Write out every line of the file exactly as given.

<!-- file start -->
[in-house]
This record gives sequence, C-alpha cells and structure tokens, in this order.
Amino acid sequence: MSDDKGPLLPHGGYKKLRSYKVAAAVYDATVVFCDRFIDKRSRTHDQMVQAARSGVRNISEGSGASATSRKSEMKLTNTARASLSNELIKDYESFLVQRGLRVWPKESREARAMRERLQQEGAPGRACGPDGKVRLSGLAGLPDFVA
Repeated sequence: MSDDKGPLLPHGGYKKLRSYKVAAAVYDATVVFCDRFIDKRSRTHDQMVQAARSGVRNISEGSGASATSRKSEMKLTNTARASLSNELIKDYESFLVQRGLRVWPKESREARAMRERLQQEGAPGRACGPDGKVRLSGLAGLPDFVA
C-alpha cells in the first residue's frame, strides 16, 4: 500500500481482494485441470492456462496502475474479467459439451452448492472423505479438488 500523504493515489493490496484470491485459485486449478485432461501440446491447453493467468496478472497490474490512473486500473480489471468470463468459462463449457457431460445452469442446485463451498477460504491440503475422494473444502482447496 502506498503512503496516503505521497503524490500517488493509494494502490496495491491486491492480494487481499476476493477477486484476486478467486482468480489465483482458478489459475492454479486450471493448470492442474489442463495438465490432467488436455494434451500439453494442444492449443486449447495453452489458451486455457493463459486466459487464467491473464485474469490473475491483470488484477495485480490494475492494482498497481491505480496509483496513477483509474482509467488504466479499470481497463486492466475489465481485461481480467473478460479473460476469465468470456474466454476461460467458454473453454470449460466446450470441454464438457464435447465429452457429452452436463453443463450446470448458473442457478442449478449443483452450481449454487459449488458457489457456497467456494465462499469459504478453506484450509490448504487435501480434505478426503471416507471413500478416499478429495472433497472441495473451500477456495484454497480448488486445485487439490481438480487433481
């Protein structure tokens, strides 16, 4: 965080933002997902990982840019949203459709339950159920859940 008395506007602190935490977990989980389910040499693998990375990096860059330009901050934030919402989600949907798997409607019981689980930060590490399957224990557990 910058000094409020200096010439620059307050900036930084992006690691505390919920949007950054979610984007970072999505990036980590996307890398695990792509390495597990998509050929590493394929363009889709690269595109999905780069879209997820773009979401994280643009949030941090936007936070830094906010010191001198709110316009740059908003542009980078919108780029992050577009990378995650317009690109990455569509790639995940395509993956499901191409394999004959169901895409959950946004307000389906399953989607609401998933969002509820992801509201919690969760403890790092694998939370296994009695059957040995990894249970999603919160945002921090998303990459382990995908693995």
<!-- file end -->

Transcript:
[in-house]
This record gives sequence, C-alpha cells and structure tokens, in this order.
Amino acid sequence: MSDDKGPLLPHGGYKKLRSYKVAAAVYDATVVFCDRFIDKRSRTHDQMVQAARSGVRNISEGSGASATSRKSEMKLTNTARASLSNELIKDYESFLVQRGLRVWPKESREARAMRERLQQEGAPGRACGPDGKVRLSGLAGLPDFVA
Repeated sequence: MSDDKGPLLPHGGYKKLRSYKVAAAVYDATVVFCDRFIDKRSRTHDQMVQAARSGVRNISEGSGASATSRKSEMKLTNTARASLSNELIKDYESFLVQRGLRVWPKESREARAMRERLQQEGAPGRACGPDGKVRLSGLAGLPDFVA
C-alpha cells in the first residue's frame, strides 16, 4: 500500500481482494485441470492456462496502475474479467459439451452448492472423505479438488 500523504493515489493490496484470491485459485486449478485432461501440446491447453493467468496478472497490474490512473486500473480489471468470463468459462463449457457431460445452469442446485463451498477460504491440503475422494473444502482447496 502506498503512503496516503505521497503524490500517488493509494494502490496495491491486491492480494487481499476476493477477486484476486478467486482468480489465483482458478489459475492454479486450471493448470492442474489442463495438465490432467488436455494434451500439453494442444492449443486449447495453452489458451486455457493463459486466459487464467491473464485474469490473475491483470488484477495485480490494475492494482498497481491505480496509483496513477483509474482509467488504466479499470481497463486492466475489465481485461481480467473478460479473460476469465468470456474466454476461460467458454473453454470449460466446450470441454464438457464435447465429452457429452452436463453443463450446470448458473442457478442449478449443483452450481449454487459449488458457489457456497467456494465462499469459504478453506484450509490448504487435501480434505478426503471416507471413500478416499478429495472433497472441495473451500477456495484454497480448488486445485487439490481438480487433481
């Protein structure tokens, strides 16, 4: 965080933002997902990982840019949203459709339950159920859940 008395506007602190935490977990989980389910040499693998990375990096860059330009901050934030919402989600949907798997409607019981689980930060590490399957224990557990 910058000094409020200096010439620059307050900036930084992006690691505390919920949007950054979610984007970072999505990036980590996307890398695990792509390495597990998509050929590493394929363009889709690269595109999905780069879209997820773009979401994280643009949030941090936007936070830094906010010191001198709110316009740059908003542009980078919108780029992050577009990378995650317009690109990455569509790639995940395509993956499901191409394999004959169901895409959950946004307000389906399953989607609401998933969002509820992801509201919690969760403890790092694998939370296994009695059957040995990894249970999603919160945002921090998303990459382990995908693995």